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  1. #1
    New Member
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    Homemade gear on a tight budget

    Hi all, just joined up,
    I was searching for information about homemade gear and this is where I ended up.
    I've only been hanging since earlier this year, so I guess I'm a novice. I'm looking to make as much of my gear as I can - I have a Nomads Land hammock and two Ex army tarps, which is great for summer nights but needs insulation for this time of year.
    Been looking at the Peapod/Travelpod designs - do you think I might be able to use a duvet as a base for this project or am I really off on the wrong track here?
    Being from Britain, our weather is often very damp (we have as many words for rain as the Innuit have for snow ) and windy - today, a steady 25mph wind with 40ish gusts.

    What are your reccommendations folk - any advice greatfully recieved.

    Thanx in advance

    Ogri the trog

  2. #2
    Member nigelp's Avatar
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    Hi Ogri

    Also from UK. Try one of those non-mummy sleeping bags people get for summer camping. Duvet may be too heavy and bulky. Un zip-it and use clove hitch knots to string below hammock, try some different hanging methods until you have it snug but not too tight underneath. Should be sufficient for all but the coldest weather. I find a larger tarp erected to keep the wind off helps considerably with warmth. Did you get the hammock on a Magikelly group buy?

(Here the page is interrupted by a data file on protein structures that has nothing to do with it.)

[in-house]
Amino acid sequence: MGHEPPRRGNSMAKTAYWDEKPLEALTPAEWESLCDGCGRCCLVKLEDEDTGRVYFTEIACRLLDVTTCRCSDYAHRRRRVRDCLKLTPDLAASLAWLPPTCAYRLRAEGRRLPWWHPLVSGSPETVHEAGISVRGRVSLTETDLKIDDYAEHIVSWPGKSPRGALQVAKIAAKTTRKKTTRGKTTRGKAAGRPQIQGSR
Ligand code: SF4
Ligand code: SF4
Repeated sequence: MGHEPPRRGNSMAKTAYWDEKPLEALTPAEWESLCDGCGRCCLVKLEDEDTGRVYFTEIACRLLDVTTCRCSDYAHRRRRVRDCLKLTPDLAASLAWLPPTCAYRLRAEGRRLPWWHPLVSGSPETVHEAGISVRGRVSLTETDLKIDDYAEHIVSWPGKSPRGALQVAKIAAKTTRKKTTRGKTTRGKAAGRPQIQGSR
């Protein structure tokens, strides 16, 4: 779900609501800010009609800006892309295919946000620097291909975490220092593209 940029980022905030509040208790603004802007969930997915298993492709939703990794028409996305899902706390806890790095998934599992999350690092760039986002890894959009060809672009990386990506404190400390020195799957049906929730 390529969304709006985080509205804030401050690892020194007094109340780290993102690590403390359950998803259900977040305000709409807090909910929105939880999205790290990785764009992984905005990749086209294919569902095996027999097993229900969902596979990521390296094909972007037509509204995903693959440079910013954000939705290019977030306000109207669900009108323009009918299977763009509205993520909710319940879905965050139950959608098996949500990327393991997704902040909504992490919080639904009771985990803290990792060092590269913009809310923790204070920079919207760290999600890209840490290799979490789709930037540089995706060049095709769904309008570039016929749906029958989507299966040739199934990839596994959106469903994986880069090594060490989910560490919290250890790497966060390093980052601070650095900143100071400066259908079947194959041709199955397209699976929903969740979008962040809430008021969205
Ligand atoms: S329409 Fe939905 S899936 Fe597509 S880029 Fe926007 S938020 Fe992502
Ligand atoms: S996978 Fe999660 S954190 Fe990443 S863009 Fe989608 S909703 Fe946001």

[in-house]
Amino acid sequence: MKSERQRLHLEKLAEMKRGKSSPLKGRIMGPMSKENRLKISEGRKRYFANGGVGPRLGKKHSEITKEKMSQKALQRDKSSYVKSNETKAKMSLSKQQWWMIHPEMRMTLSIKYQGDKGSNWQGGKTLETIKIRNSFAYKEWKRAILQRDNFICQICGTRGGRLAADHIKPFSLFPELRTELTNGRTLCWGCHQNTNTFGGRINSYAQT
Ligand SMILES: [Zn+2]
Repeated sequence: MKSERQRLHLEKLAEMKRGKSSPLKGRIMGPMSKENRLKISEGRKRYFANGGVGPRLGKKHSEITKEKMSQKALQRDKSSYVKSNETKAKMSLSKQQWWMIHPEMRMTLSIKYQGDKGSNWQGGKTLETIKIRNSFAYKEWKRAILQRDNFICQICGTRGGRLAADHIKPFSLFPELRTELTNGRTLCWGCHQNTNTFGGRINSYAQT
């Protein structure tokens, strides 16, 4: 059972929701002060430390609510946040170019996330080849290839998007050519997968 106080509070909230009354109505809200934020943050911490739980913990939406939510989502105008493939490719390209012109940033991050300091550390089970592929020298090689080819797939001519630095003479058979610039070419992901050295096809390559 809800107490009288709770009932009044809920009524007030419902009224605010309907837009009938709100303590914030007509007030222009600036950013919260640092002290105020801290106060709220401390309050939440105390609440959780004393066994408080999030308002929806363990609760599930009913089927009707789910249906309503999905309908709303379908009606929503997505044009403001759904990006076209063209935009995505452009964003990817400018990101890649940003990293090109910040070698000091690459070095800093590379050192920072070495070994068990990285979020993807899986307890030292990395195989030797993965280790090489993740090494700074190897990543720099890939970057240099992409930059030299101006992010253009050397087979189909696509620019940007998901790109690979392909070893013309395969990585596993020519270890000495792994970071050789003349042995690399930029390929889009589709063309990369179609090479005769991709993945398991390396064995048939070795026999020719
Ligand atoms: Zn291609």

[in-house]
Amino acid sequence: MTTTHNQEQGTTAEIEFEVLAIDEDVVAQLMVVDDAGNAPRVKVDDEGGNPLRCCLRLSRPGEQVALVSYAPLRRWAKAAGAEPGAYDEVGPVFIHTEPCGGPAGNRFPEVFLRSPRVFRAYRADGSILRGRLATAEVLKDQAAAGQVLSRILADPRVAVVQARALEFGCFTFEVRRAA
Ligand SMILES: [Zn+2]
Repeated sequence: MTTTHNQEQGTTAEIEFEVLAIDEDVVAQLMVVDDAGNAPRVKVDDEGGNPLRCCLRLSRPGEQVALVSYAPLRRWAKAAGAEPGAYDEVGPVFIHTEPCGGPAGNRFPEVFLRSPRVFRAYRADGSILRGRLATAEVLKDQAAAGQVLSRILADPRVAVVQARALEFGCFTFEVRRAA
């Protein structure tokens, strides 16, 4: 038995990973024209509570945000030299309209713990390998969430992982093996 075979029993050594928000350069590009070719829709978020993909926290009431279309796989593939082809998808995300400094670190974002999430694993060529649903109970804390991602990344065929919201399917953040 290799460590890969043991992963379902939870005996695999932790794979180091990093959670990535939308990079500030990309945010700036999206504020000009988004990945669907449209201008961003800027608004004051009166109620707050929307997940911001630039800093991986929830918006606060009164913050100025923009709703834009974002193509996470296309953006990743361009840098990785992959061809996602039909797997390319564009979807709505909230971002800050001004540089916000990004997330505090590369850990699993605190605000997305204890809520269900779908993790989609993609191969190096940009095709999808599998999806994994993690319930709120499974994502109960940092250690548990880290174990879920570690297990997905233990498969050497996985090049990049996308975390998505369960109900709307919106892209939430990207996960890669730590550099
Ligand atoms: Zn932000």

Nigel

  3. #3
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    Hi Nigel, Cheers for the reply.
    Yes I got the Magikelly GB Hammock. I was out with that group on the weekend (in a tent) and most who slept in hammocks said it was "bearable - just" with their underquilts and Nanok combinations, though it was down to about -4 C that night and blowing a gale. Hence I'm thinking of the Pea/Travel pod idea. I've bought some gear today as a trial so I guess I'll be posting my findings as soon as I can pluck up the courage to fight with a sewing machine (Wife says she'll beat me if I break any of her needles).

    ATB

    Ogri the trog

  4. #4
    Member nigelp's Avatar
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    During the summer at a caravan and camping showroom they had those really large sleeping bags for use in a caravan. Very wide and would certainly be a cheap alternative peapod. Bear in mind that you will have to heat up the whole peapod area! The wind will always present problems with a hammock and stringing the tarp low to provide a wind break will help enormously. I have been experimenting with a weather shield for my hammock, a test last weekend seemed to confirm it was quite effective in making for a warmer night.

    Nigel

    [IMG][/IMG]
    Last edited by nigelp; 12-12-2006 at 15:40. Reason: added image tag

  5. #5
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    Welcome to the forum.

    I personally like the travel pod. I made a test one out of a heavy material. I just made a big sock. I started out with something like 9 feet long and 80 inches wide. I sewed that into a big tube that was closed at one end, except an inch or so to let the strap in. The temp inside the sock as about 47 F and the temp outside that and out from underneath my tarp was about 25 F. This was even with the head end open. I plan to put a draw string closure in my final version.

    Make sure the material you are using is breathable. I got a lot of condensation from a material that was supposed to be breathable.